This is Nighthawks by Edward Hopper. Its easily one of the most recognized American works of art from the last century. Hopper, who had simple works dating back to 1906-07, has less than 10 released works of art on display. Nighthawks currently resides at The Art Institute of Chicago and was sold to be displayed there in 1942, the same year the painting was completed, for only $3000.1 Its recognizable for how serene it is, the simplistic nature of the colors, the timeless surrounding of the buildings and the fact that people will always be there.
It shows four people: three men and one woman, at a late night diner in, what Edward Hopper called, "a restaurant on New York’s Greenwich Avenue where two streets meet."2 They are nameless. The man and woman may not be married, they may be strangers. The lone man to the left might be an insurance salesman. The soda jerk (if you view a larger image) looks to be just as old as the man and woman. They're not the whole story of the painting. The moment is the story.
The simplicity of the moment: no cars, no entrance to the diner, no neon signs, no one outside hurrying along the sidewalk makes it a serene scene that we can relate to: when all the noise dies down we are left alone with our thoughts, or in the case of the man and woman, someone close. If the diner had existed, it would be a popular tourist attraction. There would be little peace in all the posing and camera works. It would have been diluted among the (I hate to use this word) ignorance of today.
And yet its not without homage and parody. The timelessness has caused it to be crossed with one form of entertainment after another: parodies from That 70s Show, The Simpsons, and of course the many unofficial fan-made digital manipulations all stem from the timelessness of it. The buildings will last, the people will come and go, the sun will rise and people will begin to stir, but eventually it will come back to this calm moment in time.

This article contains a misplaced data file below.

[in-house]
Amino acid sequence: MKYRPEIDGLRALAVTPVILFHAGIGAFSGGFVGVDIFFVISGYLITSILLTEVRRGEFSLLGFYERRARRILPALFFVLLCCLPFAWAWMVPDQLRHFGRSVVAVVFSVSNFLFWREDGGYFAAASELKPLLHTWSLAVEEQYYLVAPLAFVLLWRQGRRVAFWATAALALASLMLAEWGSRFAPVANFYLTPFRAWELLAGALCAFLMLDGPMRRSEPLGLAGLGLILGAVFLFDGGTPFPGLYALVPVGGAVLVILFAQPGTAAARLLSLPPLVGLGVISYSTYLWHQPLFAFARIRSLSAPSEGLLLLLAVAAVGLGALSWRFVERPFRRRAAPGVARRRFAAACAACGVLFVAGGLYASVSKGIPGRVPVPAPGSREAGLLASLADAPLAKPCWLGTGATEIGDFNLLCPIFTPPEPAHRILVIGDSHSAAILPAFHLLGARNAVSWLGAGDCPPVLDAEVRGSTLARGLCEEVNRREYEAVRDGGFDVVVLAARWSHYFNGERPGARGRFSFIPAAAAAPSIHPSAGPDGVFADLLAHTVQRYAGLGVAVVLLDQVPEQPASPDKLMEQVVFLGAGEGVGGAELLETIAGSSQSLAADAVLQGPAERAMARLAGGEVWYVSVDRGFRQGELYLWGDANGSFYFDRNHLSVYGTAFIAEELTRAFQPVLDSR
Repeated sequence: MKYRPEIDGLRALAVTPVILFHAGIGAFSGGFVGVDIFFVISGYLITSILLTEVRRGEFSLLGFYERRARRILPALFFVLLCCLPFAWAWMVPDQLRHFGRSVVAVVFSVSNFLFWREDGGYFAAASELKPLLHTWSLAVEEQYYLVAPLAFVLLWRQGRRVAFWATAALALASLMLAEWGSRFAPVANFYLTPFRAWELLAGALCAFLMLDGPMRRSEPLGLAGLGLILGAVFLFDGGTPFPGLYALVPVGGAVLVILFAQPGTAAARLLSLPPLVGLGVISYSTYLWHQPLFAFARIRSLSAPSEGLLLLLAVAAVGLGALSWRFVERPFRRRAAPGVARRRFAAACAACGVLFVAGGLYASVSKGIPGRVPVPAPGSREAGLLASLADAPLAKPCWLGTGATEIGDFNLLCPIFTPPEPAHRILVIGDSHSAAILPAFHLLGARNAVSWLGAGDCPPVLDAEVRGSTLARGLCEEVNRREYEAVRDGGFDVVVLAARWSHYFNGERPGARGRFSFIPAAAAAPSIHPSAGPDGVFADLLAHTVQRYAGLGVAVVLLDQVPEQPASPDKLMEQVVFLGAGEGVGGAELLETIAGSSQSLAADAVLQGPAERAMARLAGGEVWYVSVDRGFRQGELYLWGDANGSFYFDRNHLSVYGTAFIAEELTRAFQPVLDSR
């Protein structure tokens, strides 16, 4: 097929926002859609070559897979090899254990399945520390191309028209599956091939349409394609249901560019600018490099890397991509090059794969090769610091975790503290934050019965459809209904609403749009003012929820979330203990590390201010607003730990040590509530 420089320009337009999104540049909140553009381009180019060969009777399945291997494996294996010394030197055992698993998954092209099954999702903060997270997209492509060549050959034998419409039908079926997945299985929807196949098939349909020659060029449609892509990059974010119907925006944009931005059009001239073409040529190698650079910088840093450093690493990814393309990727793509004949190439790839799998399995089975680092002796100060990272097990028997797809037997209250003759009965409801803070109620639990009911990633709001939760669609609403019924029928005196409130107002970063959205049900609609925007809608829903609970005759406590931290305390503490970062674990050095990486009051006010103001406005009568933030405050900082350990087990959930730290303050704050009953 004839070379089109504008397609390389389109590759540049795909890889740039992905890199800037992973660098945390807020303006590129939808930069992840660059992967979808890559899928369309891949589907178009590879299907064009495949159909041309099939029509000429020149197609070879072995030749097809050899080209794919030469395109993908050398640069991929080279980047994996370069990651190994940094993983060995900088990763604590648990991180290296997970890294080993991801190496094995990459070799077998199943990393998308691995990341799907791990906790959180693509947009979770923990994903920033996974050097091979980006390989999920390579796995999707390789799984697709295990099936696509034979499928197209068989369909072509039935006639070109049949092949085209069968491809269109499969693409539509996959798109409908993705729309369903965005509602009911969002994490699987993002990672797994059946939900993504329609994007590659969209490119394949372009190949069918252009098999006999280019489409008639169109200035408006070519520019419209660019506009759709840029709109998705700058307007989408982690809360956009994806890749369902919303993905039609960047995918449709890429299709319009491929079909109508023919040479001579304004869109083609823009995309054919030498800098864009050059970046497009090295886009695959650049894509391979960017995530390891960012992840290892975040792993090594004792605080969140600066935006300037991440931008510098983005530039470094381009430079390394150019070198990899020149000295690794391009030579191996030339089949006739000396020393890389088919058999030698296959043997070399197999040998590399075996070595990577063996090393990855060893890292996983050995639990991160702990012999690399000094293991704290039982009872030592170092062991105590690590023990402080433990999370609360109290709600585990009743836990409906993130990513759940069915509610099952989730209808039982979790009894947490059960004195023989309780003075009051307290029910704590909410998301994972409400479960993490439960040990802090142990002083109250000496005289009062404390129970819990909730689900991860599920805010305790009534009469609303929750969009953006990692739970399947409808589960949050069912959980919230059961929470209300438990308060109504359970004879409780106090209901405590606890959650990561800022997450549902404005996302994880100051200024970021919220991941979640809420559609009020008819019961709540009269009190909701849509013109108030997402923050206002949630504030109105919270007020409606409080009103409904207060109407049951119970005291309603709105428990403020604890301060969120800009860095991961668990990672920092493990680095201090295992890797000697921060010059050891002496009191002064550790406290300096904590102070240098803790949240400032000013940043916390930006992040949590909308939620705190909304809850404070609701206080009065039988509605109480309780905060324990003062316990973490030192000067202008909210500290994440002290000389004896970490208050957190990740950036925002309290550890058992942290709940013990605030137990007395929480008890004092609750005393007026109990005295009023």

Despite all that blathering, what Nighthawks means to me is this:
I love this painting because I'm all too familiar with a real life form of it: in the last 10 years I've maybe fallen asleep before midnight less than 50 times, even on nights when I had to work the next morning. A late night of sitting in the glow of a TV or computer screen working on a review or mostly playing video games. A fast food job where the outside world was dark, slow, and only busy on weekends. A night spent talking with friends until the sun came up. Eating a late dinner with family at a restaurant. Its these calm moments I treasure amid the chaos of the day.
Even as I look at it, I know someone else out there can see it, relate to it, and appreciate it in ways that I don't even comprehend. But I'm not an art major, so I have no idea what I'm talking about. We all need to appreciate at least one work of art in our lives, and this is mine.